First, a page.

Asked and Answered
By John W. Olmstead, MBA, Ph.D, CMC
Q. Our firm is a 26 attorney firm in Louisville, Kentucky. We are considering merging/acquiring a 12 attorney firm in the local area. This is virgin territory for us as we have not done this before. We would be interested in your thoughts as to where we should start and the process we should use to minimize the risk of making a mistake.
A. While mergers can be a valid option making them work is often another matter. Research indicates that one third to one half of all mergers fail to meet expectations due to cultural misalignment and personnel problems. Don't try to use a merger or acquisition as a life raft, for the wrong reasons and as your sole strategy. Successful mergers are based upon a sound integrated business strategy that creates synergy and a combined firm that produces greater client value than either firm can produced alone.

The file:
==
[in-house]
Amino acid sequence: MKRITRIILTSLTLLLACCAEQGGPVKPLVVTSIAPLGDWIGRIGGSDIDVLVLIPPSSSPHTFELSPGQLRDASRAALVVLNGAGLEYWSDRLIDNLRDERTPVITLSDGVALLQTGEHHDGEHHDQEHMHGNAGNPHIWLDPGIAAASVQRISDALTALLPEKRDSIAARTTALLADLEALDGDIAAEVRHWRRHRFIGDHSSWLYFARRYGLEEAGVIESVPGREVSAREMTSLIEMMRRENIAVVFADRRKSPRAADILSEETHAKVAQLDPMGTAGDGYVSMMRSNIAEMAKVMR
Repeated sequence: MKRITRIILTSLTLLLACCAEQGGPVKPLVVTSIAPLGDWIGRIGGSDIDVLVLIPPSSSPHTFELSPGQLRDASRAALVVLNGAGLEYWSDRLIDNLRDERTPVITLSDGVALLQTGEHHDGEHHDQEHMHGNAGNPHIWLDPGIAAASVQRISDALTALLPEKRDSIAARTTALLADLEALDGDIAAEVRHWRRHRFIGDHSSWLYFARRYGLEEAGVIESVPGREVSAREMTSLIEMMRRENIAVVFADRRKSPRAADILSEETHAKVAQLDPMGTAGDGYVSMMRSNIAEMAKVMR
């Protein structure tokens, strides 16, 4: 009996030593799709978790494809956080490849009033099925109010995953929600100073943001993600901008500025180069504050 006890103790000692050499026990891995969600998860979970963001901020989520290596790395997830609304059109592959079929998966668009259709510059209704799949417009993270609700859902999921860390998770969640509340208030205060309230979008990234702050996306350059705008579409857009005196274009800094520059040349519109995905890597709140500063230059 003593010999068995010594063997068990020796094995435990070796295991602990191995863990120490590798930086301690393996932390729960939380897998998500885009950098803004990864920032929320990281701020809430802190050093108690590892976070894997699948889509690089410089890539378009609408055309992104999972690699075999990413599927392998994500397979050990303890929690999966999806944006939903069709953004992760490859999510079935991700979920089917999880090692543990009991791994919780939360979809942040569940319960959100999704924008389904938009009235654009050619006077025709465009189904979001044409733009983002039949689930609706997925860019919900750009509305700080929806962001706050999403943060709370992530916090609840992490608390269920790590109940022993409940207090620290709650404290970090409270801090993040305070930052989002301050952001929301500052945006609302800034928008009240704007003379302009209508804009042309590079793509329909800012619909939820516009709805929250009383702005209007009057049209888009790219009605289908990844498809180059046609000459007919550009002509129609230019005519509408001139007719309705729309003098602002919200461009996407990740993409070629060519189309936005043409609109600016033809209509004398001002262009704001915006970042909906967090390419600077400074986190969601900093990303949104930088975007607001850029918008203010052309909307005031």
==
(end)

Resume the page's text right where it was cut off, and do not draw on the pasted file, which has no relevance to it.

There can be a whole list of reasons for failure including poor financial performance, attorney defections, loss of key clients, and leadership and management issues. However, it has been our experience that most failures have been the result of poor cultural fit. The merging firms - after they have moved past conflict checks and excitement about new client potential - jump immediately to an examination of practice economics and the financials. They fail to perform proper due diligence on the people. It is critical that firms insure that cultural due diligence is a key component of the merger assessment process. Philosophies, personalities, and life styles should be generally compatible. The partners should like each other and the deal should make sense.